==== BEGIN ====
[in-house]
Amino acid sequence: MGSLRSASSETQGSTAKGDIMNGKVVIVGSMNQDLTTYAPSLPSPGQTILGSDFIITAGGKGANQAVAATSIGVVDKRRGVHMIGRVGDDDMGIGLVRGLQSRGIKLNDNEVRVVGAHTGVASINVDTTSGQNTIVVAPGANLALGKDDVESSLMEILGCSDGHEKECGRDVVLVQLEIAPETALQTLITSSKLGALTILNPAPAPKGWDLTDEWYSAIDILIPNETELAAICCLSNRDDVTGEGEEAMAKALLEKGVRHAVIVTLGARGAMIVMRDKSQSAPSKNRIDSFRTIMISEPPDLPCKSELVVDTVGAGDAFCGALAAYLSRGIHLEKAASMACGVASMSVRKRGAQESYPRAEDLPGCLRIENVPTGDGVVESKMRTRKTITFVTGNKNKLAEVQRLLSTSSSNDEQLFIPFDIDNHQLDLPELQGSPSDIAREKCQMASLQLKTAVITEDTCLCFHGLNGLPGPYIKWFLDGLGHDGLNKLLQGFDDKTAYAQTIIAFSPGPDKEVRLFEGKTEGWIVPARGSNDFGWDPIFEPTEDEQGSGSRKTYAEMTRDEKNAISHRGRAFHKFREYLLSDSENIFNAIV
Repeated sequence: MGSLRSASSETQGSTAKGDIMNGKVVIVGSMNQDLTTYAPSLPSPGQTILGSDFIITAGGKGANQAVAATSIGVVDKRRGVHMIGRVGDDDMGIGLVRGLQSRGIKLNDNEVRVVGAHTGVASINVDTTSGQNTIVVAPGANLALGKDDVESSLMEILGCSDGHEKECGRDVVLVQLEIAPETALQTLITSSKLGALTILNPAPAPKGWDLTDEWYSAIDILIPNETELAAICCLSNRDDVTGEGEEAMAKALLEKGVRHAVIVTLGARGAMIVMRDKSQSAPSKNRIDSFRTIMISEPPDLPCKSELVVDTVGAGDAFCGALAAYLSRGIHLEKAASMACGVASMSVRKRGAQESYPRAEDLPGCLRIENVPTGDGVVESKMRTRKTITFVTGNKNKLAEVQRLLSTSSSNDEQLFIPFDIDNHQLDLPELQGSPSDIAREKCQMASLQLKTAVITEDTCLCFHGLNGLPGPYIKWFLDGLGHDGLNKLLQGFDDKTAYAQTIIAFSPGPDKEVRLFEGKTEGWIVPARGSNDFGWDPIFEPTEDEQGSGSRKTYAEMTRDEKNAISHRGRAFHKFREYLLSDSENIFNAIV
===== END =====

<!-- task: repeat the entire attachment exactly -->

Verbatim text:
[in-house]
Amino acid sequence: MGSLRSASSETQGSTAKGDIMNGKVVIVGSMNQDLTTYAPSLPSPGQTILGSDFIITAGGKGANQAVAATSIGVVDKRRGVHMIGRVGDDDMGIGLVRGLQSRGIKLNDNEVRVVGAHTGVASINVDTTSGQNTIVVAPGANLALGKDDVESSLMEILGCSDGHEKECGRDVVLVQLEIAPETALQTLITSSKLGALTILNPAPAPKGWDLTDEWYSAIDILIPNETELAAICCLSNRDDVTGEGEEAMAKALLEKGVRHAVIVTLGARGAMIVMRDKSQSAPSKNRIDSFRTIMISEPPDLPCKSELVVDTVGAGDAFCGALAAYLSRGIHLEKAASMACGVASMSVRKRGAQESYPRAEDLPGCLRIENVPTGDGVVESKMRTRKTITFVTGNKNKLAEVQRLLSTSSSNDEQLFIPFDIDNHQLDLPELQGSPSDIAREKCQMASLQLKTAVITEDTCLCFHGLNGLPGPYIKWFLDGLGHDGLNKLLQGFDDKTAYAQTIIAFSPGPDKEVRLFEGKTEGWIVPARGSNDFGWDPIFEPTEDEQGSGSRKTYAEMTRDEKNAISHRGRAFHKFREYLLSDSENIFNAIV
Repeated sequence: MGSLRSASSETQGSTAKGDIMNGKVVIVGSMNQDLTTYAPSLPSPGQTILGSDFIITAGGKGANQAVAATSIGVVDKRRGVHMIGRVGDDDMGIGLVRGLQSRGIKLNDNEVRVVGAHTGVASINVDTTSGQNTIVVAPGANLALGKDDVESSLMEILGCSDGHEKECGRDVVLVQLEIAPETALQTLITSSKLGALTILNPAPAPKGWDLTDEWYSAIDILIPNETELAAICCLSNRDDVTGEGEEAMAKALLEKGVRHAVIVTLGARGAMIVMRDKSQSAPSKNRIDSFRTIMISEPPDLPCKSELVVDTVGAGDAFCGALAAYLSRGIHLEKAASMACGVASMSVRKRGAQESYPRAEDLPGCLRIENVPTGDGVVESKMRTRKTITFVTGNKNKLAEVQRLLSTSSSNDEQLFIPFDIDNHQLDLPELQGSPSDIAREKCQMASLQLKTAVITEDTCLCFHGLNGLPGPYIKWFLDGLGHDGLNKLLQGFDDKTAYAQTIIAFSPGPDKEVRLFEGKTEGWIVPARGSNDFGWDPIFEPTEDEQGSGSRKTYAEMTRDEKNAISHRGRAFHKFREYLLSDSENIFNAIV